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Wednesday, March 17, 2010

Just a soul whose intentions are good

This one requires a little mood setting, so let's go to the videotape. Try to imagine Bibi Netanyahu singing this to Barack Obama and Hillary Clinton.

Former Defense Minister Moshe Arens says that Bibi and his cabinet sounded like this song when they fell all over each other to apologize to the Obama administration last week. And Arens says that they were way out of line.
Since it was well known in Washington that the Netanyahu government had not frozen building activity in Jerusalem, and that therefore not only construction there was continuing but also the routine planning activities that precede construction, the blame was now being put on the "timing." Presumably, if the planning committee had held its session a few days before Biden's arrival there would not have been a problem. Or, had it met a few days after Biden's departure and he left here under the impression that planning activities had been suspended in Jerusalem, only to find out differently on his arrival in Washington, there would have been nothing to get excited about.

"Timing" is important when investing in the stock market, but it is of little relevance here. There is no substitute for the truth when dealing with friends and allies. And the truth in this case is that while the Israeli government has frozen construction in Judea and Samaria for 10 months, there has been no such freeze in any part of Jerusalem, and certainly no holdup of planning procedures. There was no need for all this groveling by Israeli spokesmen. On the subject of Jerusalem, the government of Israel and the administration in Washington simply disagree.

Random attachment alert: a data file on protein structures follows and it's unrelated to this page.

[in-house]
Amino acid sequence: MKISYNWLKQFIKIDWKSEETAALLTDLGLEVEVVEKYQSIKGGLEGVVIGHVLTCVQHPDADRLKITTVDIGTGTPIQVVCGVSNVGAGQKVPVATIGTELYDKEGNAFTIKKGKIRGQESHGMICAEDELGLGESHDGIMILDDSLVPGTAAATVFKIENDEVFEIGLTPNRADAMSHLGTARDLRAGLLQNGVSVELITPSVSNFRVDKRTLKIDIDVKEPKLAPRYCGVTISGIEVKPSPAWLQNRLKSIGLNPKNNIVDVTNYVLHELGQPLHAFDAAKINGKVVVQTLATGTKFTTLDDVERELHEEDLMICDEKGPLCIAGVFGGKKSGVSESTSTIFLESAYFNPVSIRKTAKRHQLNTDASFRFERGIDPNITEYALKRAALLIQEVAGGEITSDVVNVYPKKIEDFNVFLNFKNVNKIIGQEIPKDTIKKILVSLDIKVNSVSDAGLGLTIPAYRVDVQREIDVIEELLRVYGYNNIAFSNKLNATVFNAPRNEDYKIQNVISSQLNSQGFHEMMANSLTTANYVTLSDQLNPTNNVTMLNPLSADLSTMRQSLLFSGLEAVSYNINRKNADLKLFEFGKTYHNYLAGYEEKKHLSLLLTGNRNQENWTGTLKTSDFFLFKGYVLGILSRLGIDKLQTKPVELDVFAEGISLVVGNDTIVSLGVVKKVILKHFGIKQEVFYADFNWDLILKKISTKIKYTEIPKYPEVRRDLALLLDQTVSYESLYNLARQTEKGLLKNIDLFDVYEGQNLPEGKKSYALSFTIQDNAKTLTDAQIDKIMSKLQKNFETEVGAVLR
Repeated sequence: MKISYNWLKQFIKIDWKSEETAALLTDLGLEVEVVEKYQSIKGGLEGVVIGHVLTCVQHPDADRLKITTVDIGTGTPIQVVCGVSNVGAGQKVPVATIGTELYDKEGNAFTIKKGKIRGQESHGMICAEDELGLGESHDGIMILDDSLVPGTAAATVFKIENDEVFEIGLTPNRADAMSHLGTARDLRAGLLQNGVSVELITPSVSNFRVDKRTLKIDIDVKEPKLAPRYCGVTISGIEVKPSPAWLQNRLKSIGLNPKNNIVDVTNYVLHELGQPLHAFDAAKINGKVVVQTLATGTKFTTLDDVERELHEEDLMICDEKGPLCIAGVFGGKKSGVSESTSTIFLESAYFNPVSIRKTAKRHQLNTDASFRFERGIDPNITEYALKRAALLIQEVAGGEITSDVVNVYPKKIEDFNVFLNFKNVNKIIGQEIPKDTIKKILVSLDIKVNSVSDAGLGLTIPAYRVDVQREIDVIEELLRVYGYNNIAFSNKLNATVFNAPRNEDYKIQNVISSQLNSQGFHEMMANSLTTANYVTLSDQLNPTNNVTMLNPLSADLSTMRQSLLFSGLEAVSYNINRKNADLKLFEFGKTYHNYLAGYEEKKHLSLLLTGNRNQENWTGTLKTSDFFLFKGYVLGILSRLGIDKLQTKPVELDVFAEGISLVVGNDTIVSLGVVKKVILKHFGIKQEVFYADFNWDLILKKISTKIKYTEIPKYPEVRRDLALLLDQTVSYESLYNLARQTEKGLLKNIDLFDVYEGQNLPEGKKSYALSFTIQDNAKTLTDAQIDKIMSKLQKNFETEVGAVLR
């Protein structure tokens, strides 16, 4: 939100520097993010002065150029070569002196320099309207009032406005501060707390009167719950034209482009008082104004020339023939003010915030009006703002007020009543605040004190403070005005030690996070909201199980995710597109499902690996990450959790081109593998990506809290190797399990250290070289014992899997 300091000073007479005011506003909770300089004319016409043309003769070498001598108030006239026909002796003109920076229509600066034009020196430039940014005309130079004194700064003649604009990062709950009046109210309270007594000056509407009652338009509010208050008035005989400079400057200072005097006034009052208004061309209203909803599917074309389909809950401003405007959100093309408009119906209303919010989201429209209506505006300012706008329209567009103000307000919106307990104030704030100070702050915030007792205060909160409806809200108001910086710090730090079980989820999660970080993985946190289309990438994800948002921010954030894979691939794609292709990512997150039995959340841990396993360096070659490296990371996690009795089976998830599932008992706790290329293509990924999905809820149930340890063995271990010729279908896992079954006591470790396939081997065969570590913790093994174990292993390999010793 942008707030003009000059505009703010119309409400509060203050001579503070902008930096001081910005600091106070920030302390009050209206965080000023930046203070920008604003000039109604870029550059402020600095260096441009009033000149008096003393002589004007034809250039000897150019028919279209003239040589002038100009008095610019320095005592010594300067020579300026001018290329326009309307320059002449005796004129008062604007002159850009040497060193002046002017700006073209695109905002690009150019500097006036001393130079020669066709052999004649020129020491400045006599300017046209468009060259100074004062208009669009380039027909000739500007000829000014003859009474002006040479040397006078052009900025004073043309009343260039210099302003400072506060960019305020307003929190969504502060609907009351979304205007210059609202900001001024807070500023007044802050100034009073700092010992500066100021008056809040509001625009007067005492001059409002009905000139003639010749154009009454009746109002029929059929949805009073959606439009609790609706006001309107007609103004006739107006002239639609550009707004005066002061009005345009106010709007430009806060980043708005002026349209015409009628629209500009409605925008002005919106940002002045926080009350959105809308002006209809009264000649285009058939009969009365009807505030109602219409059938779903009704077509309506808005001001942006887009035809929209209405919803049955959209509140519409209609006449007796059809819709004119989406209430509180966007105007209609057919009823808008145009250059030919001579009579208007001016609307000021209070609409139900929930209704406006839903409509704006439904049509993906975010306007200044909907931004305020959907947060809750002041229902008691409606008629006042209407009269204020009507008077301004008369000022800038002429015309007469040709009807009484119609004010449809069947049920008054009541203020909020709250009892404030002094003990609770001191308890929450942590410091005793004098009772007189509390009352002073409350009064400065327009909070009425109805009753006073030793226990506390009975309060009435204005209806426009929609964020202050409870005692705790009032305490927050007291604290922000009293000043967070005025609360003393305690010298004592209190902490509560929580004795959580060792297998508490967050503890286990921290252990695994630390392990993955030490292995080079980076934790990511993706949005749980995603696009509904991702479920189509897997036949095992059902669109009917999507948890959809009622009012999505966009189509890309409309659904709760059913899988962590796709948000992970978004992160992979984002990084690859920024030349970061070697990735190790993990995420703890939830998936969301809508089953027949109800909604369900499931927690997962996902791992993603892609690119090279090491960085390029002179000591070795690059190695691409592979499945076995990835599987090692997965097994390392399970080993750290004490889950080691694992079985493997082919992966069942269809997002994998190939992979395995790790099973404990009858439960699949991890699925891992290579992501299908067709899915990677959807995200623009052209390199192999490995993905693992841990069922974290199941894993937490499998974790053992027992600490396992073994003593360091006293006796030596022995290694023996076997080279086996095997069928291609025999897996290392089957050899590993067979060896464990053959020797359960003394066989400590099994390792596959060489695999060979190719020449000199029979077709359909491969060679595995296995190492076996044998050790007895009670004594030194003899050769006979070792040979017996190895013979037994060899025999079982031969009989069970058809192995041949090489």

Throughout the U.S.-Israeli relationship there have been disagreements on certain issues. They are inevitable, even among the best of friends. But generally, the disagreements have not been taken public, but have been discussed in confidential exchanges between representatives of the two governments. U.S. President Barack Obama, however, has taken a new approach, which he signaled at his speech last June in Cairo, where he publicly called on Israel to stop settlement activity.

The rationale of this approach was presumably to accelerate the negotiations between Israel and Palestinian President Mahmoud Abbas. But what the Americans must be finding out to their chagrin is that this approach is actually making it more difficult, if not impossible, for Abbas to come to the negotiating table. Whereas in the past he negotiated with Israel while settlement activity continued, without setting prior conditions, Obama's Cairo speech left Abbas no choice but to demand the cessation of settlement activity in Judea and Samaria as a condition for entering negotiations. After all, he cannot be less Palestinian than Obama.
Netanyahu did what he did because he was afraid to incur the Obama administration's wrath. But what he has discovered over the course of the last week is that the only way not to incur the administration's wrath would be to let his coalition fall apart by taking actions that are against Israel's interests and not in line with his coalition agreement. Obama wanted to force Bibi to choose. He has apparently chosen. Now Obama will have to decide whether he wants to take this one to the wall or whether he will learn to live with Bibi's choice and absorb a lot less actions that conflict with America's interests than he has tolerated from the likes of Egypt, Syria, Iran, Afghanistan and Pakistan.

What could go wrong?


At 1:16 AM, Blogger NormanF said...

The point is Obama lost a friend and doesn't care the price is not worth the cost of losing him. But maybe that price is worth signaling to America's enemies that the way it treats its friends is good enough for them to court America... on their terms not on that of America's.

Weakness breeds weakness.


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